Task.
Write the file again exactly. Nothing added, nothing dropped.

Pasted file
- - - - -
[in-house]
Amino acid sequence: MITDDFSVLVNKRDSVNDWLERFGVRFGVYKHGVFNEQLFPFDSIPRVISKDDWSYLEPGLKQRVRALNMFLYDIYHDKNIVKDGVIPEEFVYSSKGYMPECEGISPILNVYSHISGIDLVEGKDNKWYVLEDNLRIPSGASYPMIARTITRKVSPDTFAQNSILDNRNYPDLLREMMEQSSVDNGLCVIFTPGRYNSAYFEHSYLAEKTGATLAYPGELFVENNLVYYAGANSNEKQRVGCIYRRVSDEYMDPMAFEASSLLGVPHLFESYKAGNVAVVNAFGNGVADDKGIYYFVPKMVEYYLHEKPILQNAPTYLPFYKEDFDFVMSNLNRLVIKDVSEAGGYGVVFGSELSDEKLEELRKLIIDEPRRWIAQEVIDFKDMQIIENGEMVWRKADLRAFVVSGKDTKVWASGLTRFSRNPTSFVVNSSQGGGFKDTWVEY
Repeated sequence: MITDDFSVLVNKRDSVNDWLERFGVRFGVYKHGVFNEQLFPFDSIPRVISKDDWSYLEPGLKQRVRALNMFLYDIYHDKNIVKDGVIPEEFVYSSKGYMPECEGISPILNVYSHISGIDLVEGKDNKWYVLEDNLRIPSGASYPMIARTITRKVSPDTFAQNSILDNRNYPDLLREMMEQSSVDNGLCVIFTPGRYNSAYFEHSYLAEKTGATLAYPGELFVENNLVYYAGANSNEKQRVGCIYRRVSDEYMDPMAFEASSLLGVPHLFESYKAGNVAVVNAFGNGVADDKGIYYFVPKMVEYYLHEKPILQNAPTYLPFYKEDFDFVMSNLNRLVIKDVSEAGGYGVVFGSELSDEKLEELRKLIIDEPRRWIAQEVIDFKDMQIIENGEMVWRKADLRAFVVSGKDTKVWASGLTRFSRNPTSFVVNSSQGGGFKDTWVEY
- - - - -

[in-house]
Amino acid sequence: MITDDFSVLVNKRDSVNDWLERFGVRFGVYKHGVFNEQLFPFDSIPRVISKDDWSYLEPGLKQRVRALNMFLYDIYHDKNIVKDGVIPEEFVYSSKGYMPECEGISPILNVYSHISGIDLVEGKDNKWYVLEDNLRIPSGASYPMIARTITRKVSPDTFAQNSILDNRNYPDLLREMMEQSSVDNGLCVIFTPGRYNSAYFEHSYLAEKTGATLAYPGELFVENNLVYYAGANSNEKQRVGCIYRRVSDEYMDPMAFEASSLLGVPHLFESYKAGNVAVVNAFGNGVADDKGIYYFVPKMVEYYLHEKPILQNAPTYLPFYKEDFDFVMSNLNRLVIKDVSEAGGYGVVFGSELSDEKLEELRKLIIDEPRRWIAQEVIDFKDMQIIENGEMVWRKADLRAFVVSGKDTKVWASGLTRFSRNPTSFVVNSSQGGGFKDTWVEY
Repeated sequence: MITDDFSVLVNKRDSVNDWLERFGVRFGVYKHGVFNEQLFPFDSIPRVISKDDWSYLEPGLKQRVRALNMFLYDIYHDKNIVKDGVIPEEFVYSSKGYMPECEGISPILNVYSHISGIDLVEGKDNKWYVLEDNLRIPSGASYPMIARTITRKVSPDTFAQNSILDNRNYPDLLREMMEQSSVDNGLCVIFTPGRYNSAYFEHSYLAEKTGATLAYPGELFVENNLVYYAGANSNEKQRVGCIYRRVSDEYMDPMAFEASSLLGVPHLFESYKAGNVAVVNAFGNGVADDKGIYYFVPKMVEYYLHEKPILQNAPTYLPFYKEDFDFVMSNLNRLVIKDVSEAGGYGVVFGSELSDEKLEELRKLIIDEPRRWIAQEVIDFKDMQIIENGEMVWRKADLRAFVVSGKDTKVWASGLTRFSRNPTSFVVNSSQGGGFKDTWVEY